Apart from sunscreen which has its own UV protection factor, clothing also has its own UV protection factor. The Ultraviolet Protection Factor (UPF) is a coefficient used to measure the ability of clothing to protect against the penetration of ultraviolet rays.
Generally speaking, the UPF of standard sun-protective clothing must be at least 30 before it is certified as sun-protective, and clothing with a UPF of <15 is not sun-protective, so how do you look at the UPF protection factor? How to choose clothes with sun protection function? Let me introduce you to the principle of UPF and provide you with 4 key points for choosing sun protective clothing!
What is the UPF (Ultraviolet Protection Factor)?
There are many types of light emitted by the sun, according to the wavelength can be divided into infrared, visible light, ultraviolet, etc., and the most harmful to human skin is called ultraviolet (UV), and among the ultraviolet rays, it is divided into UVB (Ultraviolet B) and UVA (Ultraviolet A), both are ultraviolet rays that can penetrate the ozone layer and reach the ground. Both are ultraviolet rays that can penetrate the ozone layer and reach the ground.
UVA is more penetrating, can penetrate glass windows, clouds and skin, and is the main cause of skin aging, while UVB stays on the surface of the skin, causing sunburn and skin cancer. In sunlight, UVA is 500 times more abundant than UVB.
The sunscreen’s SPF only measures UVB, but UPF measures both UVB and UVA:
UVB: Determined by the length of time until a reaction occurs after skin contact with UVB rays.
UVA: Measures the amount of UVB that comes into contact with the skin.
A UPF > 50 clothing can block 98% of the sun, in other words, only 2% of the ultraviolet rays can come into contact with the skin. the higher the UPF value, the more ultraviolet rays can block the skin. (Recommended reading: 5 sunburns doubles cancer risk! Understanding the link between UV rays and skin cancer)
The following are the UPF levels of sun protection and the penetration rate of ultraviolet rays:
- UPF 15~24: Good protection, UV penetration rate of clothing is 4.2~6.7%.
- UPF 25~39: Excellent protection, UV penetration rate of 2.6~4.1%.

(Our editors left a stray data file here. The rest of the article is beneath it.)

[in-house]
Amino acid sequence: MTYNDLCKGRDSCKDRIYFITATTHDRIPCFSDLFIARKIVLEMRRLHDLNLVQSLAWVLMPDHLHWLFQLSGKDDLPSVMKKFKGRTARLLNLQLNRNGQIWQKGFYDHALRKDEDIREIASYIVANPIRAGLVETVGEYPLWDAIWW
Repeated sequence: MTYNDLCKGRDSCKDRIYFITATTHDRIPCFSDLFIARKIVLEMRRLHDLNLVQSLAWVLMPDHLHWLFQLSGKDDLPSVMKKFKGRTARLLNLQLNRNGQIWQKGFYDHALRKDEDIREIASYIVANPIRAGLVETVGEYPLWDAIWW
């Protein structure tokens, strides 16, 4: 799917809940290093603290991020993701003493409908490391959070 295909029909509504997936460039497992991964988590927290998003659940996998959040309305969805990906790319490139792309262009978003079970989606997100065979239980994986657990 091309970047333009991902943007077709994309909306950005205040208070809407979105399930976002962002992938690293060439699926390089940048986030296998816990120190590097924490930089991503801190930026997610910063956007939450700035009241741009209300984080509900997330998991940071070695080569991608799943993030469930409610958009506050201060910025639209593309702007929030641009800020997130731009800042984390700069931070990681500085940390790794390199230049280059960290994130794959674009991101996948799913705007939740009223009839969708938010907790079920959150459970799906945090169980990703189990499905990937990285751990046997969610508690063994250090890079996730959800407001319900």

- UPF 40~50+: Excellent protection, UV transmittance <2.5%.
4 Key Points for Selecting Sun Protective Clothing
Although high UPF clothing can protect the skin from sunburn, the protective effect varies depending on the fabric and colour of the clothing. The following are 4 key points for choosing sun protective clothing:
Fabrics: Fabrics with a high density of fabrics will have a better UV protection effect than thin ones, such as polyester, nylon, denim, canvas, synthetic fabrics, wool and silk, etc., while fabrics with a poorer UV protection effect include cotton, linen, rayon and hemp fibres. Some fabric manufacturers add special chemicals, such as Optical Brightening Agents (OBAs) and dyes, to absorb UV rays during the manufacturing process.
Loose-fitting: Loose-fitting clothing is more effective at protecting against the sun than fitted clothing, which tends to stretch the fabric fibres, making it easier for UV rays to come into contact with the skin. However, when choosing loose-fitting clothing, don’t pick clothes with thin, sheer fabrics. If the fabric covers the light and the light passes through, it means that the sun protection effect is low.
Colour: The darker the colour of the clothing, the easier it is to absorb the sun’s rays, and therefore the better the sun protection, but the real effect comes from the UV-protective dyes, the higher the concentration of which, the more light it can interfere with.
Moisture: Generally speaking, the sun protection effect of damp clothes is lower, and if you wear wet clothes to the sun, your skin will be exposed to relatively more UV rays.